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Thread: Computer, TV, and Phone options.

  1. #1

    Computer, TV, and Phone options.

    There is a lot of reading to do, so I would like to post here and find out what works with what.

    Basically, the questions are how can everything be connected. For instance, what will DSL services do. Also satellite access. Is there any benefits in cost in doing these or is direct internet connection still relatively cheap.


  2. #2
    Chat on This: What Should Russ Get?
    by Tom Merritt

    Our old buddy Russ, line producer of The Screen Savers and behind-the-scenes gossip columnist, has a dilemma. He wants to get a new connection to the Internet.

    The Rest of the Story

    You may also want to go to Broadband Reports.


  3. #3
    Senior Member krstofer's Avatar
    Join Date
    Apr 2002
    Corvallis, Oregon
    With satelite you have a bit of a lag, but I understand connection speeds are rather fast. No idea of the cost.
    DSl takes a while to get connected, I'm on my 11th day of waiting for the ready light on my modem to stop blinking.
    Plain old telephone? it's a bit slow, but if you've never gone faster, you won't notice.
    Cable? Very fast, but you and all your neighbors are on the same wire, so if the kid accross the street is downloading a new dvd that can effect your connection speed.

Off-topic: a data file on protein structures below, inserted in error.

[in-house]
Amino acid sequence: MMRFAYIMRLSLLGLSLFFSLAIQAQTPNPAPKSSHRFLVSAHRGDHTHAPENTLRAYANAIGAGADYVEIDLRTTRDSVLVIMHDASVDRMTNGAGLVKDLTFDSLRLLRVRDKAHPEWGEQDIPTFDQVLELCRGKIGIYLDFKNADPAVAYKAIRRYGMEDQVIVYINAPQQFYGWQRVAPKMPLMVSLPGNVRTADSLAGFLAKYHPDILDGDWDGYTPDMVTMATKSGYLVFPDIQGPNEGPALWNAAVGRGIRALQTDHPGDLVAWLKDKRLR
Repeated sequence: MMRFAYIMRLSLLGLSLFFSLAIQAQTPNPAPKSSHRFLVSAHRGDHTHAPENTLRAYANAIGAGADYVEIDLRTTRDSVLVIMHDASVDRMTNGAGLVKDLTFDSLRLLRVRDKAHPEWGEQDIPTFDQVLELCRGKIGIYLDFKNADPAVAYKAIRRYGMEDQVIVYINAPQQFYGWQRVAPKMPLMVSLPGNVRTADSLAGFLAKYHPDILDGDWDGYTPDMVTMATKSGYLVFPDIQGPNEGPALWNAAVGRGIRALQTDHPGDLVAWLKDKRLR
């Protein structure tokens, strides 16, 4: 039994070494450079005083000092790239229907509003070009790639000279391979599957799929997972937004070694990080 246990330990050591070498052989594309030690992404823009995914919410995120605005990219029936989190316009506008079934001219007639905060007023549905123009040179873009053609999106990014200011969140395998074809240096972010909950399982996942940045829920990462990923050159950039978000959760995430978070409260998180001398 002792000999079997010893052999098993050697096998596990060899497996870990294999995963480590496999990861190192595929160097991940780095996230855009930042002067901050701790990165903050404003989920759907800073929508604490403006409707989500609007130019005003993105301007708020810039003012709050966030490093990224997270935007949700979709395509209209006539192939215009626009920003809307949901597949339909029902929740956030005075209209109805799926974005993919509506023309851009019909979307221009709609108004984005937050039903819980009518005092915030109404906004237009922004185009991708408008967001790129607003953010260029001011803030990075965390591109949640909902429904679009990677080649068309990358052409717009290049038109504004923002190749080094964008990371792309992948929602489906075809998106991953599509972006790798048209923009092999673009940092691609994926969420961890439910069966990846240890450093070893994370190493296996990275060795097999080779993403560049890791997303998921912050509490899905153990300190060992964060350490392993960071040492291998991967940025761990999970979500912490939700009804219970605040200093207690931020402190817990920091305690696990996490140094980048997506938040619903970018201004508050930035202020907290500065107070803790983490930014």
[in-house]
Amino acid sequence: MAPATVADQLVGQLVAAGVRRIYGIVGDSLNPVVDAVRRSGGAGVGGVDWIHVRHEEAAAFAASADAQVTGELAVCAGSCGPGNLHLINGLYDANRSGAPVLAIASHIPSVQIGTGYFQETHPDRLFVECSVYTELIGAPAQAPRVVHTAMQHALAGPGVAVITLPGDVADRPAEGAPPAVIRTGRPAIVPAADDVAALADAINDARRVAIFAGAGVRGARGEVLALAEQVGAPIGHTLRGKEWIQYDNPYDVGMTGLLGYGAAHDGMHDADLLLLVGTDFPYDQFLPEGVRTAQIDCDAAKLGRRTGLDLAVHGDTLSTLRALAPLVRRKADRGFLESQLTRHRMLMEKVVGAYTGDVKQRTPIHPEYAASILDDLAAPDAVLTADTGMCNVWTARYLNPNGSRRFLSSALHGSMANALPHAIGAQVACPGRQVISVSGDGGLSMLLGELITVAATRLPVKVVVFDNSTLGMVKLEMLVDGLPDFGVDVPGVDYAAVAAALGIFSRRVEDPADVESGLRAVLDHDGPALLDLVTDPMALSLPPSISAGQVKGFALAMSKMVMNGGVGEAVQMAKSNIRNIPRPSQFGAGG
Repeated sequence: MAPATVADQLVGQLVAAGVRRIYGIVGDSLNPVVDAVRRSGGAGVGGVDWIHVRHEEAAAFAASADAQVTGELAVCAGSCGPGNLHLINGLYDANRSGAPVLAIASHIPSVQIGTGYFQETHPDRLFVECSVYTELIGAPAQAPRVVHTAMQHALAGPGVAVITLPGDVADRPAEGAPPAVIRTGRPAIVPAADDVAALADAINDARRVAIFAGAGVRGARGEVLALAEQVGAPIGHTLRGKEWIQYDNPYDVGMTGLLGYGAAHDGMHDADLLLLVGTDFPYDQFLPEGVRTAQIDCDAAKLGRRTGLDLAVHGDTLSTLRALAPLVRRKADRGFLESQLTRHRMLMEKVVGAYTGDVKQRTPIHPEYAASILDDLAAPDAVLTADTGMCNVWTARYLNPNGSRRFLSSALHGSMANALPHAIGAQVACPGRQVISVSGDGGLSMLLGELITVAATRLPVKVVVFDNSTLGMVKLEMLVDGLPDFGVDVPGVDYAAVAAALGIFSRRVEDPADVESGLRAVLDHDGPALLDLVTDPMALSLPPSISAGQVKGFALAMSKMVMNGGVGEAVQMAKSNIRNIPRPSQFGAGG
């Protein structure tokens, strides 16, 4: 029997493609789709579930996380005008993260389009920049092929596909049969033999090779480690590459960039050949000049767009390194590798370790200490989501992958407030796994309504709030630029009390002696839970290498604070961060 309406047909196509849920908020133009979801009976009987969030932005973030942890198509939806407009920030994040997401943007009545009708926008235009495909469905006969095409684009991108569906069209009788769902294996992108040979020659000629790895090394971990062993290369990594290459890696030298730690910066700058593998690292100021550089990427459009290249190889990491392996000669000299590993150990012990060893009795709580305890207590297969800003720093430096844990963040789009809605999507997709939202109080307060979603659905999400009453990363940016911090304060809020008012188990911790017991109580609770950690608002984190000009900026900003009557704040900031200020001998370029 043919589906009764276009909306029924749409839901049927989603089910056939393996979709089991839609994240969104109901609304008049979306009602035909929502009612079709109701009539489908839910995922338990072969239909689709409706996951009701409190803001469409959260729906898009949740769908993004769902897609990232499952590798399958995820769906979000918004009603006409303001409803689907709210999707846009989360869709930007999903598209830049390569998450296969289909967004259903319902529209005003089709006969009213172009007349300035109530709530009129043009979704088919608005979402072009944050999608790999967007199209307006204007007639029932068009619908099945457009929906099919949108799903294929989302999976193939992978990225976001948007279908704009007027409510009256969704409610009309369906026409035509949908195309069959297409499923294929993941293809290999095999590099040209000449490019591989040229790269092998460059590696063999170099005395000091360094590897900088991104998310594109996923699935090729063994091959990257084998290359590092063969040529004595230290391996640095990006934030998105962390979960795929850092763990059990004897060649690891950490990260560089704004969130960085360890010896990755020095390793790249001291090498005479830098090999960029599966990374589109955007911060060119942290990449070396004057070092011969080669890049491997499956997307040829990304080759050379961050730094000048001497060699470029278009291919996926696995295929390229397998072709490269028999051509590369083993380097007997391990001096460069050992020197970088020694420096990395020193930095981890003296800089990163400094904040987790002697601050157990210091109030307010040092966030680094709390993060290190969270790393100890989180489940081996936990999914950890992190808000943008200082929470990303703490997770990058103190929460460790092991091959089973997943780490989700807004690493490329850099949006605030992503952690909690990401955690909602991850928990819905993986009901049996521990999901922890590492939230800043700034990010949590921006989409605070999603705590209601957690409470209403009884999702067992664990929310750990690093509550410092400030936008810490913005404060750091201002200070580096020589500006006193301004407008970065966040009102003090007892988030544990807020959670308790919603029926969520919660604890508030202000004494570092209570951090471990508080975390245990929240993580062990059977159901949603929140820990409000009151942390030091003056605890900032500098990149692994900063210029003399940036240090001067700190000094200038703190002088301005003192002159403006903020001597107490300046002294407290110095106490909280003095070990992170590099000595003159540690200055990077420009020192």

4. #4
    Suspended Andy's Avatar
    Join Date
    Jun 2003
    Chicago IL
    Quick tip on DSL problems, do not have any electronic dimmers in your house, they will tear up the DSL service.

  5. #5
    Originally posted by *Andy*:

    Quick tip on DSL problems, do not have any electronic dimmers in your house, they will tear up the DSL service.
    My dimmers don't seem to interfere with my DSL.

  6. #6

    I suggest you go with cable Internet. My second choice would be a DSL connection.


  7. #7

    My main concern is how can I use the phone with a computer or TV to help integrate things. Whazzzz up with web tv and how can a computer be used to watch any tv programs?

    God Bless America,


    WorldTV 2.0 lists streaming video feeds from stations worldwide in a simple, bare-bones interface. This freeware lets you watch and record TV from dozens of countries by using Windows Media Player. (You can also add streams that aren't listed in default menu.) Packing faux-PVR features, WorldTV 2.0 saves video to your hard drive in real time, lets you set future record times, and even allows you to record multiple streams.


    [This message was edited by PN on 09-04-03 at 08:51 PM.]

  8. #8

    If you have cable Internet hooked up to your PC along with a TV tuner card, you should be able to watch TV on your computer.


    posted 02-11-03 07:24 PM
    PN and Pat,

    I have a NVIDIA GeForce2 MX 400 video card that has an S-Video output. I have this hooked up to a 53" Hitachi HDTV(and a 17" CRT monitor). It works really well. I'm taking graduate courses online and the lectures are broadcast using streaming video via the Internet. When I watch the lectures, I just switch the TV over to the proper input and it's like I'm in the classroom. I also have a wireless keyboard/mouse for additional convenience when surfing.

    If you have a standard video card, I believe you can buy a scan convertor to use any TV as a monitor but I can't guarantee quality.

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